Diocesan News

Diocese Establishes New Commission on Racism

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bishop preaches
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priests in pews

Bishop Nicholas DiMarzio is forming a new commission to study the effects of racism in the Church and on the Diocese. He made the announcement Aug. 24 at a specially called Mass for Solidarity and Peace to counter the recent racist overtones of demonstrations in Charlottesville, Va.

He said, “I am establishing a diocesan commission for social justice… In the coming months, we will design our commission to deal with the social and religious problems that racism – in all of its forms – presents to us.”

The commission will be named for Msgr. Bernard Quinn, a white Brooklyn pastor who established parishes and services for black Catholics in the first half of the 20th century. His cause for sainthood is currently before the Vatican Congregation for the Saints.

Msgr. Paul Jervis, postulator for the cause of sainthood for Msgr. Quinn, said naming the commission for him was appropriate because “his overflowing love was in the spirit of martyrdom when he stood alone, fearlessly and defiantly, against a KKK mob which had twice burnt down the home he had founded for his black orphan children 1928 in Wading River, Long Island.”

The bishop pointed out that only a day before, the U.S. Bishops had set up an ad hoc committee that will “challenge the sin of racism,” listen to those “suffering under this sin,” and encourage coming together in the love of Christ.

He specifically mentioned the Ku Klux Klan, Neo-Nazis, Alt Right, white supremacists, and Anti-Semites, as groups that have their roots in racism and need to be rejected.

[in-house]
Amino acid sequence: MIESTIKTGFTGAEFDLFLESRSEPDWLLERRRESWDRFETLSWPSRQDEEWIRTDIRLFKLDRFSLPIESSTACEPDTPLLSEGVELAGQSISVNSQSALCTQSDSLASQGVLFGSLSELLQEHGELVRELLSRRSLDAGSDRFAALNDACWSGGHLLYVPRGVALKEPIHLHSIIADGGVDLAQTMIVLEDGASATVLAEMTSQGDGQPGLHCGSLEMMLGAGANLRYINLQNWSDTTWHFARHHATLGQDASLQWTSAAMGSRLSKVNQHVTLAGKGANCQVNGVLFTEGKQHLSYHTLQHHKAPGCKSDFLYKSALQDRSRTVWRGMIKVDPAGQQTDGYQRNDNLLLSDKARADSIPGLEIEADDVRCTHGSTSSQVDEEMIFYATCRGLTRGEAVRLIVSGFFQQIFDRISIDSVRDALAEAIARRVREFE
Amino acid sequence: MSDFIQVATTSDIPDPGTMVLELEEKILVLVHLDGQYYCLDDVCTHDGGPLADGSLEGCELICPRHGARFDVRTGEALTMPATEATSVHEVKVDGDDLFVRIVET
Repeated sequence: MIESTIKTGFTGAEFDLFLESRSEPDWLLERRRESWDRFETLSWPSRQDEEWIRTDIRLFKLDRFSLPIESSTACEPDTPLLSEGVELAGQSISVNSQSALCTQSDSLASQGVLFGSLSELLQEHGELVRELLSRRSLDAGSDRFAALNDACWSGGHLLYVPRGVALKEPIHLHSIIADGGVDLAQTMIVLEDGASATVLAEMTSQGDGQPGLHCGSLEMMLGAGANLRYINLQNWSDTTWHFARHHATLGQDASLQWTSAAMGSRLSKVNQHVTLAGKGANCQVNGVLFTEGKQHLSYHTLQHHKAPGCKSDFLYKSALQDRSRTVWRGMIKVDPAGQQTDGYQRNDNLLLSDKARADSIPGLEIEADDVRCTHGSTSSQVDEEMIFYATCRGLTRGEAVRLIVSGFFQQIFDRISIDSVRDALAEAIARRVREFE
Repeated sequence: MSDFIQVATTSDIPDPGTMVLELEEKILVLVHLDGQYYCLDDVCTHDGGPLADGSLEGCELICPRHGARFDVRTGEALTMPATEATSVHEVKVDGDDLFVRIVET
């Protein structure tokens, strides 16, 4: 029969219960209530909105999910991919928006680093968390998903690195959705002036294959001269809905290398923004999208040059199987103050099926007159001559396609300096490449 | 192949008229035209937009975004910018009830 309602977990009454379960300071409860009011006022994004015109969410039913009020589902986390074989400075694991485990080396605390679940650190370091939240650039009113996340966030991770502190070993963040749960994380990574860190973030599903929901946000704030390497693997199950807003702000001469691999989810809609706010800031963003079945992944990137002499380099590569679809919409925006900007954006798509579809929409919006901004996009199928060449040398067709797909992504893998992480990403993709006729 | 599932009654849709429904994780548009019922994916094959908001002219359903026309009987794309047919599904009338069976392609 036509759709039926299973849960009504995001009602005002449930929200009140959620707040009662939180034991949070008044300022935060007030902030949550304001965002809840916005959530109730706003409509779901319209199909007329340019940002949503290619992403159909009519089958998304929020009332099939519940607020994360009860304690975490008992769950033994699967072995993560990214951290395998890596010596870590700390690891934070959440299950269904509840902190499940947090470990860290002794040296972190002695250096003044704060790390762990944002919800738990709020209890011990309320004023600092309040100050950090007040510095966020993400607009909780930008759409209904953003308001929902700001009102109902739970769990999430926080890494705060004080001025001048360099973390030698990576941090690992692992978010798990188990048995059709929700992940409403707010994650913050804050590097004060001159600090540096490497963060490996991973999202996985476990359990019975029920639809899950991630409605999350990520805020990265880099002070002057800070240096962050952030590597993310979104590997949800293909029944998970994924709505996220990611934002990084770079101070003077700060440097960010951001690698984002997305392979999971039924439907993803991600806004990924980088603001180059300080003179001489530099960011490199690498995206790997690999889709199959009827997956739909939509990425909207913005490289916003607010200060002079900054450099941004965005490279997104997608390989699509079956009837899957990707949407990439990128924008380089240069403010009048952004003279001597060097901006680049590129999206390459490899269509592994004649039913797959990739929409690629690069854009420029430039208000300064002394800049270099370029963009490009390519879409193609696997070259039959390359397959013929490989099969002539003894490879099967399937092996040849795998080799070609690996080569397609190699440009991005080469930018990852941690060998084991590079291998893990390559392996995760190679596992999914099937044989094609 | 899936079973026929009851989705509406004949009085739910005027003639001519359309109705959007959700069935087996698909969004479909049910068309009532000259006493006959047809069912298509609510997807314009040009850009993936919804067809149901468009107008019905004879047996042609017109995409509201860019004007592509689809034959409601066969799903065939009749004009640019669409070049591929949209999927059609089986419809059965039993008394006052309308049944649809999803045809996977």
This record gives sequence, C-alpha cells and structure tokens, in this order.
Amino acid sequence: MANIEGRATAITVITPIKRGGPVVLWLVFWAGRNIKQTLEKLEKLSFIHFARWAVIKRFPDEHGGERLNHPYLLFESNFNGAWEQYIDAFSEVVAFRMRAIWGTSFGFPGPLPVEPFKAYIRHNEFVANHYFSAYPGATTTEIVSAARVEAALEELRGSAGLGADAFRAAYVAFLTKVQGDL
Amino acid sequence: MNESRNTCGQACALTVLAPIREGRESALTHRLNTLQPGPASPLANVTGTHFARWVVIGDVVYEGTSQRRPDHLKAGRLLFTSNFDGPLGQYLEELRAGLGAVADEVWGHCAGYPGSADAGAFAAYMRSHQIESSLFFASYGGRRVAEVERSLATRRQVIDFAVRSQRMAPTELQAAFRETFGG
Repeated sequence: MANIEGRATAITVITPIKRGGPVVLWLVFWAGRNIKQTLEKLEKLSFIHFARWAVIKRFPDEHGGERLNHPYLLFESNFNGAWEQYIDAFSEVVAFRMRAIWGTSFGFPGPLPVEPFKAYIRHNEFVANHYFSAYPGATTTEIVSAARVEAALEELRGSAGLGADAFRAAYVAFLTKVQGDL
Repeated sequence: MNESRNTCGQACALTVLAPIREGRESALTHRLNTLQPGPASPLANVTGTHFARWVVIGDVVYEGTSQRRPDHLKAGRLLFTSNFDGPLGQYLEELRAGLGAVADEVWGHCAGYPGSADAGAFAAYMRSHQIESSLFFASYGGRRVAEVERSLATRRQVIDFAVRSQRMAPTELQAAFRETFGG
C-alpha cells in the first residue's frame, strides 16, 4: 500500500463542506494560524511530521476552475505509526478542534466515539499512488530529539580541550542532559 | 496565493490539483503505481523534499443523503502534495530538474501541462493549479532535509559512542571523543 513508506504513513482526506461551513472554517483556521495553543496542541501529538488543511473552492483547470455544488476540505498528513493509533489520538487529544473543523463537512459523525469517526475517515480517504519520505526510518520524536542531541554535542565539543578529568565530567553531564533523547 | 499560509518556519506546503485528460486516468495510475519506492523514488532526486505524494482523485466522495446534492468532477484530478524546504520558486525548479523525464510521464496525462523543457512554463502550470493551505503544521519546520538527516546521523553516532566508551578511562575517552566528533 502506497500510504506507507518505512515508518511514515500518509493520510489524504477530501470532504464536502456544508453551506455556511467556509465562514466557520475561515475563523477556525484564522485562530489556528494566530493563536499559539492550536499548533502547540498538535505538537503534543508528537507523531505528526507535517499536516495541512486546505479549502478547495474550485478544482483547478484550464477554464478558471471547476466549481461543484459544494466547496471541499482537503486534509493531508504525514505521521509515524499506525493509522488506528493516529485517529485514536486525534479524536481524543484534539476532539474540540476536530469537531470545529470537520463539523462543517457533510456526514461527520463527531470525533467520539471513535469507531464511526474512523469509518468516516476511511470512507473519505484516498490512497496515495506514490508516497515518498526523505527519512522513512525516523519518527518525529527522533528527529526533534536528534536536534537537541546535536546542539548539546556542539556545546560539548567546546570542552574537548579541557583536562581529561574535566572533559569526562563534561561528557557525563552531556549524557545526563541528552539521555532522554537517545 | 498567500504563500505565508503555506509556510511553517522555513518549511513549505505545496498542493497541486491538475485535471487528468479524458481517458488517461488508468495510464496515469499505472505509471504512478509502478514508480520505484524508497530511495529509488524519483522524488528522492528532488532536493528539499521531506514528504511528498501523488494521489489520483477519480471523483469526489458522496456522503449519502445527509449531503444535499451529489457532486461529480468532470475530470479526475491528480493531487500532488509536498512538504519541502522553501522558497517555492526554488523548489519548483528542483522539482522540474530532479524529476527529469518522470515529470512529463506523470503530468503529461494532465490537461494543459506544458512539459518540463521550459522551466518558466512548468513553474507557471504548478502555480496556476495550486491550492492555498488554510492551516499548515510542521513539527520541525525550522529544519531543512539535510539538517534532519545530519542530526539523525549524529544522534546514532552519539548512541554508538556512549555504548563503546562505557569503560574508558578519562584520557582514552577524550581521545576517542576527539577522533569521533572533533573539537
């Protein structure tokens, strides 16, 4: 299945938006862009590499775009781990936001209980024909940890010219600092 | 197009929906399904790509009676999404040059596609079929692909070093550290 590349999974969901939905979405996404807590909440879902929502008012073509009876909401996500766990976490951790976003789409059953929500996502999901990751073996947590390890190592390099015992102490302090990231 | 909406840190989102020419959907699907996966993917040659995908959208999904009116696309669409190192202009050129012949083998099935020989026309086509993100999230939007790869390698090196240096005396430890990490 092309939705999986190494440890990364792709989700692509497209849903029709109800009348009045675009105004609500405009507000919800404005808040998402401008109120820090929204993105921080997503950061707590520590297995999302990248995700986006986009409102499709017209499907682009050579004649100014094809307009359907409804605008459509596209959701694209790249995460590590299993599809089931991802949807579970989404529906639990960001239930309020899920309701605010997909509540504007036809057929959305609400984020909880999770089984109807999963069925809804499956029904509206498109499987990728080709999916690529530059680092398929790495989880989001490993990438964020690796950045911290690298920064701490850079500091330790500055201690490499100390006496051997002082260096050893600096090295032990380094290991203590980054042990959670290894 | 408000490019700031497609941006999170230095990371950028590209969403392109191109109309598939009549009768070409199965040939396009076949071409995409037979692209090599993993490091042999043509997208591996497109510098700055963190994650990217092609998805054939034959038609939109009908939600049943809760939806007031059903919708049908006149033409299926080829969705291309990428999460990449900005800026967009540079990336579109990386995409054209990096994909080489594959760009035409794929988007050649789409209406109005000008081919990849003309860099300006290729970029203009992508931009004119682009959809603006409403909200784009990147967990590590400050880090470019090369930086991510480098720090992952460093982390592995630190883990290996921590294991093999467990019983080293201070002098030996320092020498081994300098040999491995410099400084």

“Racism remains the preeminent sin of not only our nation, but also of our Church,” said Bishop DiMarzio.

“We should not tolerate monuments to people who were racists or tried to destroy our democracy. We in the United States have our own particular original sin. It is called racism.”

He explained that racism has its origin in a “sense of inferiority. This flies in the face of our God-given knowledge that we are all created as children of God, and, as we profess in our country, we are all created equal. We have yet to put into practice what God teaches us and what our nation professes.”

He invoked the intercession of St. Peter Claver, the 17th-century Jesuit priest who labored on the docks of Colombia baptizing literally thousands of slaves and ministering to their physical and spiritual needs.

“If he could have changed slavery, he would have done so. Instead, Peter Claver did whatever he could to alleviate the pain and suffering that came from the innate racism that allowed for slavery and changed the face of the United States,” he explained.

“Our real home is in Heaven,” said the bishop. “And it is only there that we will be free from Original Sin, that of our first parents, and that of our nation. But in the meantime, while we live in exile, we can look to this evening’s Gospel, for an answer.”